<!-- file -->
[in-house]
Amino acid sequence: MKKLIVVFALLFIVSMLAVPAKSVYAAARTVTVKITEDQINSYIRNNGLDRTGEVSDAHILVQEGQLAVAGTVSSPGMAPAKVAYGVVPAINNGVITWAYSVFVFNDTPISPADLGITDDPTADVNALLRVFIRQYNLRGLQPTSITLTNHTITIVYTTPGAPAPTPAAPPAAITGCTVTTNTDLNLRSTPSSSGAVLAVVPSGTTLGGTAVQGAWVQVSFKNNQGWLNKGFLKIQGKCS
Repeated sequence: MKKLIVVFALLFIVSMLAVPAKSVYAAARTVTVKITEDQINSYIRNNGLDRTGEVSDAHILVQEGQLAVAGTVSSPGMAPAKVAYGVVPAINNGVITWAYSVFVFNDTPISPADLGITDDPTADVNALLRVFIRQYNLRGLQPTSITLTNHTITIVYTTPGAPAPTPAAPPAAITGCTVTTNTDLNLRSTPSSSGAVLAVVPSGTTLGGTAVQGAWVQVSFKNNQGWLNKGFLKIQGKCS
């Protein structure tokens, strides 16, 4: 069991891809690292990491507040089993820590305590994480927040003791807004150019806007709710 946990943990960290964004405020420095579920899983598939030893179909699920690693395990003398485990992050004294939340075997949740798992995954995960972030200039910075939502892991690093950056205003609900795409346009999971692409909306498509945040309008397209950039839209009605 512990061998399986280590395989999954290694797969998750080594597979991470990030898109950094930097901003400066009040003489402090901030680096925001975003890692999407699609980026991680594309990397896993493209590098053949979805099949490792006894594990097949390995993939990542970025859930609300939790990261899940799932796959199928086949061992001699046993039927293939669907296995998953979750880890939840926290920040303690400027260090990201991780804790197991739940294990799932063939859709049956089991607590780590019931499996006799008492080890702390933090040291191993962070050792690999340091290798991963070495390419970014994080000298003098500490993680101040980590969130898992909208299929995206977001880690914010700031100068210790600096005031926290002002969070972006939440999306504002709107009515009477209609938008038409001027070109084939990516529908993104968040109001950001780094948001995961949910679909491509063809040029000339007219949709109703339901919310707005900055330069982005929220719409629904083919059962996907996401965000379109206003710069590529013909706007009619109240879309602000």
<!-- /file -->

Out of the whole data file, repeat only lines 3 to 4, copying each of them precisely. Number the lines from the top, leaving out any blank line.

Repeated sequence: MKKLIVVFALLFIVSMLAVPAKSVYAAARTVTVKITEDQINSYIRNNGLDRTGEVSDAHILVQEGQLAVAGTVSSPGMAPAKVAYGVVPAINNGVITWAYSVFVFNDTPISPADLGITDDPTADVNALLRVFIRQYNLRGLQPTSITLTNHTITIVYTTPGAPAPTPAAPPAAITGCTVTTNTDLNLRSTPSSSGAVLAVVPSGTTLGGTAVQGAWVQVSFKNNQGWLNKGFLKIQGKCS
């Protein structure tokens, strides 16, 4: 069991891809690292990491507040089993820590305590994480927040003791807004150019806007709710 946990943990960290964004405020420095579920899983598939030893179909699920690693395990003398485990992050004294939340075997949740798992995954995960972030200039910075939502892991690093950056205003609900795409346009999971692409909306498509945040309008397209950039839209009605 512990061998399986280590395989999954290694797969998750080594597979991470990030898109950094930097901003400066009040003489402090901030680096925001975003890692999407699609980026991680594309990397896993493209590098053949979805099949490792006894594990097949390995993939990542970025859930609300939790990261899940799932796959199928086949061992001699046993039927293939669907296995998953979750880890939840926290920040303690400027260090990201991780804790197991739940294990799932063939859709049956089991607590780590019931499996006799008492080890702390933090040291191993962070050792690999340091290798991963070495390419970014994080000298003098500490993680101040980590969130898992909208299929995206977001880690914010700031100068210790600096005031926290002002969070972006939440999306504002709107009515009477209609938008038409001027070109084939990516529908993104968040109001950001780094948001995961949910679909491509063809040029000339007219949709109703339901919310707005900055330069982005929220719409629904083919059962996907996401965000379109206003710069590529013909706007009619109240879309602000």